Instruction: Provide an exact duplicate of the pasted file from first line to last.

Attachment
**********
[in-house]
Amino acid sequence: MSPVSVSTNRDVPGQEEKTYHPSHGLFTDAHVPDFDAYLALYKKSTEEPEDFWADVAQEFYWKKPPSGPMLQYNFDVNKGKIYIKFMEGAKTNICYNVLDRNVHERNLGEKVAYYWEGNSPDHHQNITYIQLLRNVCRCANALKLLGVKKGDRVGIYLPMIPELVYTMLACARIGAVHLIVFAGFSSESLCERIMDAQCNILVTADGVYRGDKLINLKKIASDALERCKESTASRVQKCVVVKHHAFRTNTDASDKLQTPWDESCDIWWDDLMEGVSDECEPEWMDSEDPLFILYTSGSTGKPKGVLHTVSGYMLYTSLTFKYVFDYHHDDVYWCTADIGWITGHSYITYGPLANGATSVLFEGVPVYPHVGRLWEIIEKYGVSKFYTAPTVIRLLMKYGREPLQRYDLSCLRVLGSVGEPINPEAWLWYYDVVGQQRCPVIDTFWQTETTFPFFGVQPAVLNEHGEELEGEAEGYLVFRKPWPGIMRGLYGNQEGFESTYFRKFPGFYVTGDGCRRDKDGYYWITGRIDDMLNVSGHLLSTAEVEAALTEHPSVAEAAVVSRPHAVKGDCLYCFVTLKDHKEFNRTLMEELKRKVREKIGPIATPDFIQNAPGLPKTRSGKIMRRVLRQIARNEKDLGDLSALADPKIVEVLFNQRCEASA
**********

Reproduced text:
[in-house]
Amino acid sequence: MSPVSVSTNRDVPGQEEKTYHPSHGLFTDAHVPDFDAYLALYKKSTEEPEDFWADVAQEFYWKKPPSGPMLQYNFDVNKGKIYIKFMEGAKTNICYNVLDRNVHERNLGEKVAYYWEGNSPDHHQNITYIQLLRNVCRCANALKLLGVKKGDRVGIYLPMIPELVYTMLACARIGAVHLIVFAGFSSESLCERIMDAQCNILVTADGVYRGDKLINLKKIASDALERCKESTASRVQKCVVVKHHAFRTNTDASDKLQTPWDESCDIWWDDLMEGVSDECEPEWMDSEDPLFILYTSGSTGKPKGVLHTVSGYMLYTSLTFKYVFDYHHDDVYWCTADIGWITGHSYITYGPLANGATSVLFEGVPVYPHVGRLWEIIEKYGVSKFYTAPTVIRLLMKYGREPLQRYDLSCLRVLGSVGEPINPEAWLWYYDVVGQQRCPVIDTFWQTETTFPFFGVQPAVLNEHGEELEGEAEGYLVFRKPWPGIMRGLYGNQEGFESTYFRKFPGFYVTGDGCRRDKDGYYWITGRIDDMLNVSGHLLSTAEVEAALTEHPSVAEAAVVSRPHAVKGDCLYCFVTLKDHKEFNRTLMEELKRKVREKIGPIATPDFIQNAPGLPKTRSGKIMRRVLRQIARNEKDLGDLSALADPKIVEVLFNQRCEASA